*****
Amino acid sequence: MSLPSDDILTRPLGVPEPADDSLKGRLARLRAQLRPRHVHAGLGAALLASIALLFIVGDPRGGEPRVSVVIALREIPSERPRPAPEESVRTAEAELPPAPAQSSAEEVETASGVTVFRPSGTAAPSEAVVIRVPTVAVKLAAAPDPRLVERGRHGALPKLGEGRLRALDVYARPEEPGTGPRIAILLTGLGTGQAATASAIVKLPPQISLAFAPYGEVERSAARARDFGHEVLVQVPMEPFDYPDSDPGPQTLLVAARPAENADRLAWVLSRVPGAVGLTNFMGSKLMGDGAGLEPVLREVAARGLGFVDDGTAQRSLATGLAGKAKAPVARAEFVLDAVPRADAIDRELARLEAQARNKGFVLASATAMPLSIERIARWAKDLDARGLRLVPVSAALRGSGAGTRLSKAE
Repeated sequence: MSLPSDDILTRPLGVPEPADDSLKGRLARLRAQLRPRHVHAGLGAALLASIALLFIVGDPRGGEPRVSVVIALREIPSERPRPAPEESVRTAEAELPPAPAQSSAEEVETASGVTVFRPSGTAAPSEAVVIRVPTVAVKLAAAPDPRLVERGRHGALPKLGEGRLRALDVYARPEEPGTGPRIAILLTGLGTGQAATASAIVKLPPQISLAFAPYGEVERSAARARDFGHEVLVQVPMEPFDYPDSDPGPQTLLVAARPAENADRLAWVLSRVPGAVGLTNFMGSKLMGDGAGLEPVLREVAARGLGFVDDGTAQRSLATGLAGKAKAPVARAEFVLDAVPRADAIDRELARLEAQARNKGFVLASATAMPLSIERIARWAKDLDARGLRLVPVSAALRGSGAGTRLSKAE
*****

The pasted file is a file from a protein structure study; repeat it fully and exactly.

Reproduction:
Amino acid sequence: MSLPSDDILTRPLGVPEPADDSLKGRLARLRAQLRPRHVHAGLGAALLASIALLFIVGDPRGGEPRVSVVIALREIPSERPRPAPEESVRTAEAELPPAPAQSSAEEVETASGVTVFRPSGTAAPSEAVVIRVPTVAVKLAAAPDPRLVERGRHGALPKLGEGRLRALDVYARPEEPGTGPRIAILLTGLGTGQAATASAIVKLPPQISLAFAPYGEVERSAARARDFGHEVLVQVPMEPFDYPDSDPGPQTLLVAARPAENADRLAWVLSRVPGAVGLTNFMGSKLMGDGAGLEPVLREVAARGLGFVDDGTAQRSLATGLAGKAKAPVARAEFVLDAVPRADAIDRELARLEAQARNKGFVLASATAMPLSIERIARWAKDLDARGLRLVPVSAALRGSGAGTRLSKAE
Repeated sequence: MSLPSDDILTRPLGVPEPADDSLKGRLARLRAQLRPRHVHAGLGAALLASIALLFIVGDPRGGEPRVSVVIALREIPSERPRPAPEESVRTAEAELPPAPAQSSAEEVETASGVTVFRPSGTAAPSEAVVIRVPTVAVKLAAAPDPRLVERGRHGALPKLGEGRLRALDVYARPEEPGTGPRIAILLTGLGTGQAATASAIVKLPPQISLAFAPYGEVERSAARARDFGHEVLVQVPMEPFDYPDSDPGPQTLLVAARPAENADRLAWVLSRVPGAVGLTNFMGSKLMGDGAGLEPVLREVAARGLGFVDDGTAQRSLATGLAGKAKAPVARAEFVLDAVPRADAIDRELARLEAQARNKGFVLASATAMPLSIERIARWAKDLDARGLRLVPVSAALRGSGAGTRLSKAE